News Link:-http://dfw.cbslocal.com/2013/06/17/ponys-neglect-abuse-leads-to-arrests-in-parker-county/

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Donation Ordered To Humane Society In Cennitra Fowler Dog Abuse Case

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“Personally, I think this cold hearted bitch; deserved a far more severe sentence for letting a dog die! She got off bloody lightly & shouldn’t be allowed to own other animals period. What’s the point in ordering someone to a attend an animal care class; when they clearly don’t give a shit about animals!!”

ST. LOUIS • A St. Louis woman has admitted to one of the city’s worst known cases of animal neglect, in which she starved her two dogs to near death, then threw one of them away in the trash bin behind her house.

Cennitra Fowler

The dog who was tossed in the trash later died. He was named “Our Little Boy” by Stray Rescue, the animal rescue group that tried to save him. The other dog, “Our Little Girl,” was so emaciated she could not stand, but ultimately recovered and was adopted.

Stray Rescue founder Randy Grim called it one of the worst cases of animal neglect he’s experienced, and when the cityannounced the formation of an Animal Abuse Task Force in September, it was one of the first to be prosecuted.

Cennitra Fowler, 22, the owner of the two dogs, pleaded guilty on Friday to two misdemeanor counts of animal abuse. In exchange for her plea, prosecutors recommended and a judge ordered she serve one year of unsupervised probation in which she will have to perform 24 hours of community service, take an animal care class with Stray Rescue and donate $75 to the Humane Society of Missouri. She is also not allowed to have or care for any pets during that time.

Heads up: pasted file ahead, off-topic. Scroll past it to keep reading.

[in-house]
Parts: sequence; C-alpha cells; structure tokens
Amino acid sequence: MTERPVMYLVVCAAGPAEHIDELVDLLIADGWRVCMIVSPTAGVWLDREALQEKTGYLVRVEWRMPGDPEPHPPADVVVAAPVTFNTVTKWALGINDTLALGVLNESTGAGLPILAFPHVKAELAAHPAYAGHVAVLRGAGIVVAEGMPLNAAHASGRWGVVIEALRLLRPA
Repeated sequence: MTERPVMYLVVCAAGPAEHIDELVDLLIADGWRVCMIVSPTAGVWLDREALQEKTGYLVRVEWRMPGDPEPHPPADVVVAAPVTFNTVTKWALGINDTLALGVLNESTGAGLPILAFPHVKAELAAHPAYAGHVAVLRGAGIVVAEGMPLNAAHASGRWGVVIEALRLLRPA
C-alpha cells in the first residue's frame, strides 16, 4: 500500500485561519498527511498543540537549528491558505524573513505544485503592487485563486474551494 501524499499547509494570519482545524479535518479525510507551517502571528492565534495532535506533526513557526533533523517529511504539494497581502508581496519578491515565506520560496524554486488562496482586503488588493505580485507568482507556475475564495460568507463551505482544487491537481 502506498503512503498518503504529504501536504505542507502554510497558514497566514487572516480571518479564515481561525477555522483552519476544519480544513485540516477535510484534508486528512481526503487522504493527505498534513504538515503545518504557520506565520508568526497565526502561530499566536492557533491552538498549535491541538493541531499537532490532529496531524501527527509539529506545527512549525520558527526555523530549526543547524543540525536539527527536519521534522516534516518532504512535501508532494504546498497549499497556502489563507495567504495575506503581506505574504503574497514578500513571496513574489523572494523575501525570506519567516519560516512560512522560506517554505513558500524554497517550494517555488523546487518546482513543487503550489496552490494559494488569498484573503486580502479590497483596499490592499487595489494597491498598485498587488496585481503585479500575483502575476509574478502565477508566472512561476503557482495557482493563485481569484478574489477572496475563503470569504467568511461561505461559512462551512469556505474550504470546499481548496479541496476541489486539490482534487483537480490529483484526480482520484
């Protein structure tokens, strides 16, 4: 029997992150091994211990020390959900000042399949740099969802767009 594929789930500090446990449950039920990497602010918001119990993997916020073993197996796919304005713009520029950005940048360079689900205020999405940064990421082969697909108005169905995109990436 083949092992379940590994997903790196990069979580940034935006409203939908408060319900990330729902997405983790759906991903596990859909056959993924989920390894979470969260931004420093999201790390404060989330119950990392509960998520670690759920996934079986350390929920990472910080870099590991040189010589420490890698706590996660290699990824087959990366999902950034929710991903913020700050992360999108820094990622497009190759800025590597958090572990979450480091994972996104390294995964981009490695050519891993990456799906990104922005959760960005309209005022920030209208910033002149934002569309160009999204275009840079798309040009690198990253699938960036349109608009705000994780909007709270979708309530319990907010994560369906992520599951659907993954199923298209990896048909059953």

The range of punishment for an animal abuse charge is up to one year in jail.

On Tuesday, Grim said he thought Fowler “got off quite easy” given the trauma the dogs went through, but that he also understands sentencing options were limited for the misdemeanor charges that were issued.

“If she doesn’t want to go to jail she has to do everything right and take responsibility for her actions,” he noted. “One dog died because of her. Could (the sentence) be tougher? Sure. But I’m just glad there’s an educational component.”

Grim said the class at Stray Rescue is not an easy one, and he will not hesitate to report to the judge if Fowler does not participate wholeheartedly.

“This is her chance to show she can be responsible,” he said.

Fowler called the city about her two dogs in October 2011; it’s not clear why. Stray Rescue volunteers who responded said they found the female dog with bones protruding.

“I threw the other dog away,” Fowler told them of the male dog.

Prosecutors said the formation of the task force a year later enabled them to charge Fowler. Before the task force, there was no coordinated approach between the city health department, police and Stray Rescue.

Cases like Fowler’s had also previously been handled as ordinance violations in municipal court.

News Link:-http://www.stltoday.com/news/local/crime-and-courts/st-louis-woman-admits-to-throwing-dog-in-trash-bin/article_596d8a0e-a1c6-5d47-a23b-7ccef2a22b04.html